The rest of the paper is organised as follows. Section 2 describes the problem and related work. Section 3 provides the description of the new method. Section 4 gives experimental evaluation of the new method. Finally, conclusions are drawn in Section 5.

Chromatic adaptation is the ability of the human visual system to adjust to illumination changes and preserve color appearance of the objects [14]. It allows us to see stable colors of the objects illuminated by a wide range of different illuminations. Chromatic adaptation transforms (CATs) are methods used in digital imaging and color science to model the described mechanism of the human visual system. They provide a means to transform color values under a source illumination into color values under a target illumination.

A standard model to compute transformation from one illumination to another one is diagonal von Kries like adaptation model [8]. If denotes color value under source illumination, then model states that we can model the same color value under target illumination as where , , and represent scaling coefficients for color channels. These scaling coefficients are most often the ratios of target illumination and source illumination ; that is, , , and . However, different CATs differ in the color space in which this scaling takes place.

Obvious choice is the color space in which image is initially described, such as sRGB color space. This process is simple as no additional transformations of the color spaces are required. Other commonly used color spaces are derived as linear transformations of the space [15]. The process of deriving these linear transformations of the space is called sensor sharpening [11]. Color matching functions of the derived color spaces tend to have sharper, narrower peaks, thus they support better the von Kries like models. The basic model for transforming color values in derived color spaces is as follows.(1) value is transformed into value.(2) value is transformed using (3) value is transformed back to value. Some commonly used transformations of the color space, , are as follows. (i) : is the identity matrix in (3). This method's performance is poor [16]:  (ii) Bradford: a commonly used transformation derived by comparing 58 samples of color wool under illuminants D65 and A [17]. At the beginning this transformation was nonlinear in the blue channel, but this nonlinearity was eliminated later. Consider  (iii) Sharp: a widely used newer transformation derived from the Bradford transform [18]. It has more narrow peaks of color basis functions than the Bradford color space; thus it supports better von Kries like model. Consider  (iv) CMCCAT2000: simplified CMCCAT2000 [19] is the successor of the complex CMCCAT97 transformation [20], which was also derived from the Bradford transformation. CMCCAT2000 also allows modelling of the partial adaptation of the observer, but partial adaptation is not considered in this paper because we assume a fully adapted observer. Consider

All of the described transformations use the diagonal von Kries like model to model illuminant change. But it has been shown [9, 10] that diagonal model is not accurate if color channels are correlated. Even after color channels are transformed using sensor sharpening there is still some correlation left. We can model the correlation using full linear model instead of the diagonal model. The reason why usually the full linear model is not used is that there is not enough information available to determine the coefficients, in particular, if we only know the values of the illuminants. But if we have more color correspondence pairs between two illuminations, there is no need to limit our methods to the diagonal model. Instead we can use full linear model that also captures correlations between color channels.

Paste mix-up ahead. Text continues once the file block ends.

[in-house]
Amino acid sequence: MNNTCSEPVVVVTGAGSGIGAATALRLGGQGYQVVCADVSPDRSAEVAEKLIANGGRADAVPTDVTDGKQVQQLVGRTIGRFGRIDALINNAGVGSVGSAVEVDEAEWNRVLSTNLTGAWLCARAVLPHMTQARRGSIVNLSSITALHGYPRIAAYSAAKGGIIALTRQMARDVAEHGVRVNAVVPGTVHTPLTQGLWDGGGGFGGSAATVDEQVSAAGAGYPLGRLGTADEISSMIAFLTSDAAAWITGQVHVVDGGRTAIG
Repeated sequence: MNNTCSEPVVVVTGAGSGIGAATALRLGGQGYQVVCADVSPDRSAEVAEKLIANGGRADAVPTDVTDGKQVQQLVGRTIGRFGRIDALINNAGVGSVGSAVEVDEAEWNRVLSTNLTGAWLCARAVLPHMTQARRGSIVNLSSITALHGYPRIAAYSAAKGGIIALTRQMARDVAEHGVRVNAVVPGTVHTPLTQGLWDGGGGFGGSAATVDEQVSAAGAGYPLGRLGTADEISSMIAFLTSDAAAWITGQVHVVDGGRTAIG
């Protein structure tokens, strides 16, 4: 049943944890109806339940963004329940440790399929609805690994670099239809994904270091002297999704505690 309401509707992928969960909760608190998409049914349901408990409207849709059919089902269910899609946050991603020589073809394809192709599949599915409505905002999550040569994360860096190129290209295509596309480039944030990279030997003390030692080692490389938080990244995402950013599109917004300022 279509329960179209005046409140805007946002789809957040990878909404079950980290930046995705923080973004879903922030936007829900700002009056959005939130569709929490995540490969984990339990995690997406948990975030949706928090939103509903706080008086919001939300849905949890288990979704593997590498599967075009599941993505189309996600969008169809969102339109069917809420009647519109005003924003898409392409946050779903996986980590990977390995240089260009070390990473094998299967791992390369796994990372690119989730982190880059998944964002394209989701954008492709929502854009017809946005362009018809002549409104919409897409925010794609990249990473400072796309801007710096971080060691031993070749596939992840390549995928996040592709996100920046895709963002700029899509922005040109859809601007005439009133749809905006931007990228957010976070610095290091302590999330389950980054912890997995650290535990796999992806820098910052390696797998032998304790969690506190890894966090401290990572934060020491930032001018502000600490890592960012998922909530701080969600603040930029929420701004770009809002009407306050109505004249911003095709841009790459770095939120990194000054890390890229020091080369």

3. Proposed Method

The algorithm proposed in this paper is based on the assumption that color points whose chromaticity values are close together in the color gamut of the source illumination should warp smoothly to a new color gamut of the target illumination. In order to change the illuminant of any color point, the color gamut is divided into smaller regions according to some reference points, and the transformation to be applied to each region is computed. That is, the objective is to obtain the transformation matrix to be applied to each region in the source color gamut. Our method is suitable for controlled applicative environment, because it assumes that both source and target illuminations are known and that the Macbeth color checker is present in the input image, or color values of the patches of the Macbeth color checker captured under the illuminant of the input image are known.

The following subsections explain our transformation between the source and the target color gamut, outline the Delaunay triangulation used to divide the color gamut into smaller regions, and finally describe the proposed CAT method to change the illuminant.

3.1. Calculation of the Transformation Matrices between Different Color Gamuts

The function of transformation to be applied for changing the illuminant can be obtained if some reference points are known in the source color gamut and their transformations in the target color gamut are known as well. We describe these reference points in chromatic rg space. The reason why we are using the chromatic rg model instead of the native RGB model is that we want similar colors, ignoring intensity values, to be transformed with the same transformation matrix.